The emergence of sophisticated technical tools such as the Internet of Things (IoT) is a watershed in the history of energy management. The platforms that now are available make it possible, in essence, to move up the stack from managing individual devices and their localized ecosystems to managing multiple systems in a coordinated way.
This is an important step that can lead to financial savings and more environmentally sound operations. Scott Tew, the Executive Director of the Center for Efficiency & Sustainability (CEES) at Ingersoll Rand, told Energy Manager Today that coordinated system management can be within a building or extend to groups of buildings, such as college campuses. The capability to manage at this level can drive energy efficiency to new heights.
One is the powerful [keys] of the IoT is connected solutions, as we call it. It is directly tied to energy use and efficiency. It takes advantage of existing technology like BIM [building information modeling] but does more than that. It is using the technology in new and different ways. Energy managers are sensing the power of these connected solutions. Some [like it] because it automates their job, some because it offers new ways to analyze energy and some because it gives them brand new insights into ways to manage energy
The type of system to which Tew refers can be mechanical systems such as HVAC, systems that track tracking occupant behavior (such as sensors that turn lights on and off in rest rooms) or others from one or several buildings. The sum is greater than the parts: Getting these systems to work in unison results in far deeper benefits than optimizing them in isolation. These can be further correlated with more esoteric measurements, such as long term weather forecasts. “What we have now is the next frontier for energy,” Tew said. “It’s not something that we should fear. It is something that we should embrace.”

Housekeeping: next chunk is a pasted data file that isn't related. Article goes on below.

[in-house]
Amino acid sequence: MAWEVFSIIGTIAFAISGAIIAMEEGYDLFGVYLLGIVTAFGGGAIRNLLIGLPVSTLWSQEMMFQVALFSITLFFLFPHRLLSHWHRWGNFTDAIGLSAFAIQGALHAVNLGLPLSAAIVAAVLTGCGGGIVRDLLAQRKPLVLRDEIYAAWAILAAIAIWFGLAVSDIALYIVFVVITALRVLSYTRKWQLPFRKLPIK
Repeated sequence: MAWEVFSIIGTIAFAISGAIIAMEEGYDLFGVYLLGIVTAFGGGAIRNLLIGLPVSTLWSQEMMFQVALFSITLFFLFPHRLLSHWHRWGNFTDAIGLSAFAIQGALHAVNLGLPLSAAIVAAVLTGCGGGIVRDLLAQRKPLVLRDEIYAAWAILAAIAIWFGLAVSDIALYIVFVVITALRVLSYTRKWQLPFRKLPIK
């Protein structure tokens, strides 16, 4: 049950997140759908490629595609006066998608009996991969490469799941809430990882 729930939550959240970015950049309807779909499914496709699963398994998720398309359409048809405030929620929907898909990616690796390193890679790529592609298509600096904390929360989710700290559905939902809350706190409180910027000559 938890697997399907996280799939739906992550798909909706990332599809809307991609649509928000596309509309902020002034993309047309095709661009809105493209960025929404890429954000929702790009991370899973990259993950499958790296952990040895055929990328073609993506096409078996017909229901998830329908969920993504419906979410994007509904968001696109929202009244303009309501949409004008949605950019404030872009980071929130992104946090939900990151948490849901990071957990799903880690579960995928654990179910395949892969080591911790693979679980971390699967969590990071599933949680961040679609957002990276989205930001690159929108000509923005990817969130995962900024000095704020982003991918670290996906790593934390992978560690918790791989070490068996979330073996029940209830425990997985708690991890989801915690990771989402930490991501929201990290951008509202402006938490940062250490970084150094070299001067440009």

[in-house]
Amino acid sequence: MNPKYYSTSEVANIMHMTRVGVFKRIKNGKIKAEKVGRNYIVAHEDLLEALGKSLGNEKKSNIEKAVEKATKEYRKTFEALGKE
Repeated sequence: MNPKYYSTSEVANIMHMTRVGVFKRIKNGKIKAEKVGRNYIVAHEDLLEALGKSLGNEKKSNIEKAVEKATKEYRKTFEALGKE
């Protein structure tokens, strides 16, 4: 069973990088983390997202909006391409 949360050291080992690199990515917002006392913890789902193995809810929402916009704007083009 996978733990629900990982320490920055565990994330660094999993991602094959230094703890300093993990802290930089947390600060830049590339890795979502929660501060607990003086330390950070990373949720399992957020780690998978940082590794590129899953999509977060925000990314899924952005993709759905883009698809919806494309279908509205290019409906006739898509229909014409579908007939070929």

The most significant challenge to reaching this goal may be more human than technological. The first step, Tew said, is for energy managers and the people to whom they report to stop thinking in discrete technologies. Rather, must think in systems and interconnected building (and campus) elements. This is a particularly big challenge, he said, because one of the isolated upgrades – LED retrofits and upgrades – can produce a quick and significant boost to the bottom line.
Saving money by installing LEDs is a good thing, of course. Tew point is that doing so may give decision makers the idea that they have done enough and more fundamental changes are unnecessary. “Sometimes they bypass the audit and go right to lighting,” he said. “That negates the rest of the options, the efficiency gains at the system level.”
To Tew, the audit is a like a physical examination. A person, he said, doesn’t get an annual physical that looks just at his or her heart, eyesight or hearing. It is a system-wide view that measures the entire patient. “The audit needs to be more than just components,” Tew said. “It needs be all components — HVAC, lighting, windows or occupancy sensors [and others] and look at how you [control] all of those things to gain even more efficiencies.”
An important step in moving from the individual technology to the system level is to engage employees. “You can’t forget the people inside the building,” Tew said. “Employees have to be energy ambassadors alongside the energy managers. They are a tremendous resource with ideas around energy savings.”
Last month, Ingersoll Rand was named to 2016 Dow Jones Sustainability World and North America Indices for a sixth consecutive year.